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Bag of Bones Hardcover – September 22, 1998


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Product Details

  • Hardcover: 544 pages
  • Publisher: Scribner; 1st edition (September 22, 1998)
  • Language: English
  • ISBN-10: 0684853507
  • ISBN-13: 978-0684853505
  • Product Dimensions: 6.5 x 1.7 x 9.6 inches
  • Shipping Weight: 2 pounds
  • Average Customer Review: 4.1 out of 5 stars  See all reviews (1,404 customer reviews)
  • Amazon Best Sellers Rank: #224,170 in Books (See Top 100 in Books)

Editorial Reviews

Amazon.com Review

Bag of Bones is partly inspired by Daphne du Maurier's classic Rebecca, but there's more than homage in this novel of horror and romance. Like du Maurier's Manderley, King's scary old place (on the shore of Maine's remote Dark Score Lake) is haunted by the late lady of the manor. There are many gory ghosts afoot, though: men, women, and wailing kids. The hero, a thriller novelist, stirs up hell's plenty of angry shades while investigating his wife's death. It turns out she either had a dark secret herself or was onto some dread scandal lurking in Dark Score Lake. As in King's previous book, Wizard and Glass, the fabric of reality is thin, and nosy narrators are in peril of plunging right out of this world and into a rather hostile otherworld.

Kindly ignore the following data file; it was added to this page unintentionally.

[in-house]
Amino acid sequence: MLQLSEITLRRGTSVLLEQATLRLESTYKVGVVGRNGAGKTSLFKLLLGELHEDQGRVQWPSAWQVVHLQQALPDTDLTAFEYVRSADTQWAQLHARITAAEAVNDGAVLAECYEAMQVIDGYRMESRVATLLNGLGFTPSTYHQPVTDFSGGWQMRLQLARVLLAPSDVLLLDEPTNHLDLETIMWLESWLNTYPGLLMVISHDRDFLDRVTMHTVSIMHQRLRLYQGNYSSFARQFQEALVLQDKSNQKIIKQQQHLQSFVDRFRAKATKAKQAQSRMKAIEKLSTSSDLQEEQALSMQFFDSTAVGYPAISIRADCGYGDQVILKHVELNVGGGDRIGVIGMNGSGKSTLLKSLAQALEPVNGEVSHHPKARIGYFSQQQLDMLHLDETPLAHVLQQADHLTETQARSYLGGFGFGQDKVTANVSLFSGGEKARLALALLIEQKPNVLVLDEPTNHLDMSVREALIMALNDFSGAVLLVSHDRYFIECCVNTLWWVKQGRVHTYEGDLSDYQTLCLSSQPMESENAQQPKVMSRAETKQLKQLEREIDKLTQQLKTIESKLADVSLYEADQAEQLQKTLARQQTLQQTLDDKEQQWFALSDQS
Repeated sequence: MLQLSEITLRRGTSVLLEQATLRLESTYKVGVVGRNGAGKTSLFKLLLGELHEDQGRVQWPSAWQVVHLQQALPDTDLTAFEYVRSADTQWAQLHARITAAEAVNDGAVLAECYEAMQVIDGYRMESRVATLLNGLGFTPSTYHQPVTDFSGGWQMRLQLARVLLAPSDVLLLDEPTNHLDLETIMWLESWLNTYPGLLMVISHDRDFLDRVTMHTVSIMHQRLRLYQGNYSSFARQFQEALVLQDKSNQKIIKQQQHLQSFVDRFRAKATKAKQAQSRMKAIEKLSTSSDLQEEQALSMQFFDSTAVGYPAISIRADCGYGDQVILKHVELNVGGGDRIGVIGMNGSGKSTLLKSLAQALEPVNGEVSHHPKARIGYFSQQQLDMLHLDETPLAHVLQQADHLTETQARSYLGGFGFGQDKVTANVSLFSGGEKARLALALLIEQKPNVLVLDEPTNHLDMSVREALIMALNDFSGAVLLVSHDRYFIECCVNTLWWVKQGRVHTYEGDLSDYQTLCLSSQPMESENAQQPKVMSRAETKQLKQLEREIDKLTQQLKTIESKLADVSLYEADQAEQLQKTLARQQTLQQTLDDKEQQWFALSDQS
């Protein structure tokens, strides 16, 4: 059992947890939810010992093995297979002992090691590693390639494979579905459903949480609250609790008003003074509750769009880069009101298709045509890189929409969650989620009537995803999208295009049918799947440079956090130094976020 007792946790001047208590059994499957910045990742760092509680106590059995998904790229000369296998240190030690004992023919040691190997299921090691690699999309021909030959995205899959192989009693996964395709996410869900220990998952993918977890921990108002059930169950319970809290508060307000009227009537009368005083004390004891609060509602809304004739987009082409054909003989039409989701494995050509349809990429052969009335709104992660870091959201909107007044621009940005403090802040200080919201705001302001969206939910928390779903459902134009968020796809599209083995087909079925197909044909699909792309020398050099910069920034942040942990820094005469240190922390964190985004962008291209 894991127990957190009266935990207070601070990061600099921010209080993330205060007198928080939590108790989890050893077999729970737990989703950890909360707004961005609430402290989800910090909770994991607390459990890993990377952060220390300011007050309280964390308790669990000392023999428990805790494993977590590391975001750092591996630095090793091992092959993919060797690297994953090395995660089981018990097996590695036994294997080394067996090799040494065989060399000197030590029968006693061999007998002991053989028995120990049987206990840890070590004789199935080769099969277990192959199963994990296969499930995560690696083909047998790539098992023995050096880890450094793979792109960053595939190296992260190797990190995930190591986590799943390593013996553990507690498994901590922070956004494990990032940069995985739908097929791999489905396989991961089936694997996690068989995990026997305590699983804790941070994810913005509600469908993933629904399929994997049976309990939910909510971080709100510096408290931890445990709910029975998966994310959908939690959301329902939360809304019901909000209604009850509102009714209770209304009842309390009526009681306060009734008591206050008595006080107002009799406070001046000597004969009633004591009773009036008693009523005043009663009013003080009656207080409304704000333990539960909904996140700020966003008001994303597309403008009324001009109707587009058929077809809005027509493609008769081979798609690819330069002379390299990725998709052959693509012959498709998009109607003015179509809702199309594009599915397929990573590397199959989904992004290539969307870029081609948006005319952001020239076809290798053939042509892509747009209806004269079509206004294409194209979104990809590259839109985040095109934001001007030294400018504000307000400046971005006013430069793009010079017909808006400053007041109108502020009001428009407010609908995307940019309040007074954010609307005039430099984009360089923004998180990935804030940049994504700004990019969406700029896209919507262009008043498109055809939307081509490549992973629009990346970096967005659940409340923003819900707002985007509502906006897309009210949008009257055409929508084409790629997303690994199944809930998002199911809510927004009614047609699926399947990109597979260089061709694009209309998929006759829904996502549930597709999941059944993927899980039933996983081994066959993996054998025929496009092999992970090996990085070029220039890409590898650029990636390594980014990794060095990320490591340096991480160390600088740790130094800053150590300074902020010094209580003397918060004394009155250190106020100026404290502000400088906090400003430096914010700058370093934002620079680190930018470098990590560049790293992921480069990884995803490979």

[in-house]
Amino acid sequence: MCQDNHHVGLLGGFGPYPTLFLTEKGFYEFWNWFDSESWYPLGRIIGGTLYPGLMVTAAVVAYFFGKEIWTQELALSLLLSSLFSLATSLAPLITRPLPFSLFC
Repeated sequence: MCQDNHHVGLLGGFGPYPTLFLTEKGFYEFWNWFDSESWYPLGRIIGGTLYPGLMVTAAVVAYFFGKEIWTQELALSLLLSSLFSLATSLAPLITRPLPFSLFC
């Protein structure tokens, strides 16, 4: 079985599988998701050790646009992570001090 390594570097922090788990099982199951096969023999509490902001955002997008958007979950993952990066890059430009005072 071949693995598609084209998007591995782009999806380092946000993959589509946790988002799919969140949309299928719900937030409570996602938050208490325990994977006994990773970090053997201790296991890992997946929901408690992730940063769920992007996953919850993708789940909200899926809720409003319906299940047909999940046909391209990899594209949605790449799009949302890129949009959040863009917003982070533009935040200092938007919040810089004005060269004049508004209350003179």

Bag of Bones is a writer-haunted book, too. The spirits of Herman Melville and Ray Bradbury are deeply felt, and so are the tale's two romances (the hero muses on his marriage and falls for a young single mom with a marvelous, psychic daughter). There is also good-humored satire of the real bestseller book world--the hero complains that "the publicity process is like going to a sushi bar where you're the sushi." In its deep concerns with love, sprawling families, the writer's life, endangered children, and good old-fashioned storytelling, the book resembles a John Irving novel. It is also absolutely classic Stephen King, packed with nifty turns of phrase, irreverent wit, and lurid ghouls who grab you from beneath the bed while you cower under the covers. --Tim Appelo

From Publishers Weekly